Upward Bound students in Art class

Upward Bound students participate in class in Seigfred Hall

Photo courtesy of: Kwabena Owusu-Kwarteng

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Programs partner to overcome effects of federal budget cuts

Two Ohio University programs are engaging in a partnership this summer to offer a real-world college experience to a group of students who might not otherwise have a chance to see first-hand what life at OHIO is like.

Individually, the Upward Bound and the Summer Honors Academy programs aim to expose high school- aged students to the university experience. Upward Bound, based in The Gladys W. and David H. Patton College of Education, is a college-access program offered to prospective first-generation college students who live in a nine-county area in Southeast Ohio.

Similarly, the Summer Honors Academy, offered through OHIO Summer Sessions, gives academically advanced high school students the chance to take actual college classes on the Athens Campus, though these students are recruited from all over the country and even overseas.

But Upward Bound is federally-funded through a grant and serves more than 100 students during the academic year with 50 participating in the summer program, while Honors Academy is a home-grown University-sponsored opportunity engaging between 10 to 14 students. Upward Bound students take college prep classes often taught by OHIO instructors, but Honors Academy students take classes alongside OHIO students, earning college credit.

“We’re always looking for opportunities to put our students in actual OU classrooms,” said Upward Bound Director Kwabena Owusu-Kwarteng. “Last year we were hit by a bit of a budget crunch. We started looking around, and Pat [Davidson] and her office, along with Pam Brown, were very willing to help us.”

Students who participate in Honors Academy are afforded a $1,000 discount on the cost of classes and room and board at OHIO, explained Davidson, who acts as director of the Summer Honors Academy. By offering six Upward Bound students a chance to participate in the Honors Academy, Davidson can help Owusu-Kwarteng offset some of that cost.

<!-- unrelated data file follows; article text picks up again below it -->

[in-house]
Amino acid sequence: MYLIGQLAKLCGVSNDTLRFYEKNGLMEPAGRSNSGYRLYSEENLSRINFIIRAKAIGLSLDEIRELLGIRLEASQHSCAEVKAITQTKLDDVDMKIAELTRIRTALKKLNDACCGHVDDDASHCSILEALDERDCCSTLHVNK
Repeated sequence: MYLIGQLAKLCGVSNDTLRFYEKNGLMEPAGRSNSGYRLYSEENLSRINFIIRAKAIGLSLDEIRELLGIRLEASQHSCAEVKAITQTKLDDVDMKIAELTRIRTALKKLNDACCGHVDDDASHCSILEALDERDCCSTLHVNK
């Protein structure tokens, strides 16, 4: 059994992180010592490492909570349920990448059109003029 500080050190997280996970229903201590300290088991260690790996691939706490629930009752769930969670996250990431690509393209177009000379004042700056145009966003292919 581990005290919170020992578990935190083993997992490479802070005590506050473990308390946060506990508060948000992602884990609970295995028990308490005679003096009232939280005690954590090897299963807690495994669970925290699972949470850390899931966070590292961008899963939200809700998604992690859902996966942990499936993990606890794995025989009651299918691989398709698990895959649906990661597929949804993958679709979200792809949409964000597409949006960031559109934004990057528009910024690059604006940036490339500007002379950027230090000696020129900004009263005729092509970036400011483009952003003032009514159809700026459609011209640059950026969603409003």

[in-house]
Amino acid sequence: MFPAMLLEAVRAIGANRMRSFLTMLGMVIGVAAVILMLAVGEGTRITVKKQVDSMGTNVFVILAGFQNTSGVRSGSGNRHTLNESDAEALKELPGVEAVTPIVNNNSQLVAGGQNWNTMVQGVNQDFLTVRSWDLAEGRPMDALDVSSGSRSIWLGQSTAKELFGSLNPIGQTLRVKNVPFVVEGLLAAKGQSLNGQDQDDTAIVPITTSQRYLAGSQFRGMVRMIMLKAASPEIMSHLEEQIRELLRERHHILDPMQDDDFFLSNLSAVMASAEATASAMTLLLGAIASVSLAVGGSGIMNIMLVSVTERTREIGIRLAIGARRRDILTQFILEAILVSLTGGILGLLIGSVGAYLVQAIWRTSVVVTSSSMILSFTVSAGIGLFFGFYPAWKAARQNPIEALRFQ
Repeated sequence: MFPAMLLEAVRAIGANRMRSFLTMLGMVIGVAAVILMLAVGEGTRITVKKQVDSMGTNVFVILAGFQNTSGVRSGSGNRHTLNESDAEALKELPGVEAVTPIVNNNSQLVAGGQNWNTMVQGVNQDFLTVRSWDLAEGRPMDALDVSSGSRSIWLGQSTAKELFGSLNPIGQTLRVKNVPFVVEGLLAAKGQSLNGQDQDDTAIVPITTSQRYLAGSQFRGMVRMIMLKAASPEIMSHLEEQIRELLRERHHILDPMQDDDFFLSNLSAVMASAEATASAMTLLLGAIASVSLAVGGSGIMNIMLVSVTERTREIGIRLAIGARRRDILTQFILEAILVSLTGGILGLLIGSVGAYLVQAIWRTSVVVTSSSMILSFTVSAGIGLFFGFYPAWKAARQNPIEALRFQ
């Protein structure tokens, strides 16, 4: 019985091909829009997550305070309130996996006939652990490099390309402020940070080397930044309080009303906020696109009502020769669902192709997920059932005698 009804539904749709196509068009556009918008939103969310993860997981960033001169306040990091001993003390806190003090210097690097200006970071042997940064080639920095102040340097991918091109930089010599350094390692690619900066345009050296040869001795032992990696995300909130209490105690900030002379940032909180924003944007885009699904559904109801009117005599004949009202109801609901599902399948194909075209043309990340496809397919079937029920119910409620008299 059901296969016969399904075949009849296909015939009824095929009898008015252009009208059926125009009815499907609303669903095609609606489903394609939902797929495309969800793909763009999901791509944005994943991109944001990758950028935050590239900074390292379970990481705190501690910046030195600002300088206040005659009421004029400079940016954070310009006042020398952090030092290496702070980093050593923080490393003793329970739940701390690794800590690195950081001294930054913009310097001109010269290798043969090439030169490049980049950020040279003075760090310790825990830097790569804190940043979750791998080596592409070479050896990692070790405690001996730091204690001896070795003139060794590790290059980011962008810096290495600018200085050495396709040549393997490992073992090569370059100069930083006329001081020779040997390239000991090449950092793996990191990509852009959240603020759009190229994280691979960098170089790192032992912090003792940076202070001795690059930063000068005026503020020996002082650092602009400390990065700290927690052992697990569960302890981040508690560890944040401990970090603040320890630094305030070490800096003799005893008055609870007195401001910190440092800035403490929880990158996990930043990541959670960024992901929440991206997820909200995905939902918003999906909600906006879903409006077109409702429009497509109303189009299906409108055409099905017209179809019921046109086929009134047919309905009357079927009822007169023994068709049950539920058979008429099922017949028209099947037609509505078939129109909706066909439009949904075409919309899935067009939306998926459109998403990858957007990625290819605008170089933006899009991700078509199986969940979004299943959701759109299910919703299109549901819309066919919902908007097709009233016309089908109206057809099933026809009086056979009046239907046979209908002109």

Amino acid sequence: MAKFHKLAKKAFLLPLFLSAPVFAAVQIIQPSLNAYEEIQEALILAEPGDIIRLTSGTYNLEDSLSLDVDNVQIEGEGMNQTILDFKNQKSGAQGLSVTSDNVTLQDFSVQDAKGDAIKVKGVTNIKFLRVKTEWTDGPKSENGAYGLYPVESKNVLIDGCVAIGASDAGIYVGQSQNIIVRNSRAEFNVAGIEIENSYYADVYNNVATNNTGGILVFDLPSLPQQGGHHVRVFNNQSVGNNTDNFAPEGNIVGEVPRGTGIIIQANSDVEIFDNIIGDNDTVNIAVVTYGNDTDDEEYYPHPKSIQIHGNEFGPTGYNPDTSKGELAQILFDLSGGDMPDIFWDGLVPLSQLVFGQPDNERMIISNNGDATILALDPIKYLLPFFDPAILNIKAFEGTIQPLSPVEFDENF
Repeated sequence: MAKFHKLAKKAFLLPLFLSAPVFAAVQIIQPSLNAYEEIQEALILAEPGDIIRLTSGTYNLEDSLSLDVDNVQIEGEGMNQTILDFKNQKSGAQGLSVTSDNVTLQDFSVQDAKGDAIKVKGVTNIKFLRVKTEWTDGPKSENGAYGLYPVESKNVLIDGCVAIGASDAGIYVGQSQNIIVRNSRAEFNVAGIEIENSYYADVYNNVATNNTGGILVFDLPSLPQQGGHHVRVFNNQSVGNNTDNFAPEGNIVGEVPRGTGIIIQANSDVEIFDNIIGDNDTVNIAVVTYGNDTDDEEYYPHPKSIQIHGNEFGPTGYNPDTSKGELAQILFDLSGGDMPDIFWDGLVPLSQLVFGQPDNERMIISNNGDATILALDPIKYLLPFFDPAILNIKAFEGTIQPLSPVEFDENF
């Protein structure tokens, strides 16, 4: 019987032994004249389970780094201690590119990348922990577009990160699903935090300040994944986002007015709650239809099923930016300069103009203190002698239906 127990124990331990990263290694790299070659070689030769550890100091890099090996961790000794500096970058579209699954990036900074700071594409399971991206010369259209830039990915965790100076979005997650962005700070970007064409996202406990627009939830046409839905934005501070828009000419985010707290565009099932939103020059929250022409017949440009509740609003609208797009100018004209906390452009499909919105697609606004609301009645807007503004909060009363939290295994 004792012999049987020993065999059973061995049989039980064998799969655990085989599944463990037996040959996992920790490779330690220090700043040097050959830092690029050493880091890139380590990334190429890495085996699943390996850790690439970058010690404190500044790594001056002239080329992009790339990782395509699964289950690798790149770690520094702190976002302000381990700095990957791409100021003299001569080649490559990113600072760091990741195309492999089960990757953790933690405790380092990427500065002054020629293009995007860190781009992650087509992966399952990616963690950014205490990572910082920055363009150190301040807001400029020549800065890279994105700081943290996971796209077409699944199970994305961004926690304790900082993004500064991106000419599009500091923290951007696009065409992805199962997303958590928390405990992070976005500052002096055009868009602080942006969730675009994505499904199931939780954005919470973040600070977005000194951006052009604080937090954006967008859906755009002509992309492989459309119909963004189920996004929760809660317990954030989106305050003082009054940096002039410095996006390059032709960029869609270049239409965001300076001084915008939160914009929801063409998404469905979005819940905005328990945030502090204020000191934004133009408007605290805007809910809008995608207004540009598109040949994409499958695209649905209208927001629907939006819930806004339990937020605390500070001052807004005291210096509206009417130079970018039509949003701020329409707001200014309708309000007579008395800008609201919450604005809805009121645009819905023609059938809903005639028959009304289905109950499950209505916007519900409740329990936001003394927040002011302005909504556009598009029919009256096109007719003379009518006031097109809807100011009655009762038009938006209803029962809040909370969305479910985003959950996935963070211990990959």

“It’s really rewarding to watch them realize ‘I can do this,’ especially for the Upward Bound students. We were really glad to help. For one thing, I’m a native of Athens County and it’s personally rewarding to be able to help students like me,” Davidson said.

Owusu-Kwarteng said Upward Bound is responsible for paying for its participants’ costs on campus, such as housing and dining, and when all the bills are paid, there isn’t much left for tuition.
“We try to minimize the cost as much as we possibly can, at least while they are here so that they understand the system,” Owusu-Kwarteng said.

Davidson and Owusu-Kwarteng described the partnership as mutually beneficial: Honors Academy students benefit from additional classmates like them and Upward Bound students have the chance to push themselves scholastically. Ohio University also comes out on top, said Owusu-Kwarteng.

“When Ohio University talks about diversity, it helps drive home that point. Our Honors Academy students are coming from normally, on average, a much higher income bracket, with two parents. They aren’t necessarily first-generation. Our Upward Bound students are normally coming from the lower income bracket, normally first-generation students. So it kind of drives home the point of some of the things we might take for granted,” Owusu-Kwarteng said. “This, I believe, helps OU, as a university, attract and keep really bright young people.”

This is the second year the programs have joined together, but the first to fall under the new semester schedule. That presented a challenge, Davidson said, but the directors decided to hold the programs during the first five weeks of the second summer session to offer the most availability to potential students.

 An additional 10 Upward Bound students are taking part in Ohio University classes this summer for credit as well. These "Bridge" students have graduated high school and are college-bound. Eight will attend Ohio University in the fall and two more will go elsewhere, but all 10 were able to jump-start their college classes thanks to an additional partnership with Summer Sessions, says Owusu-Kwarteng.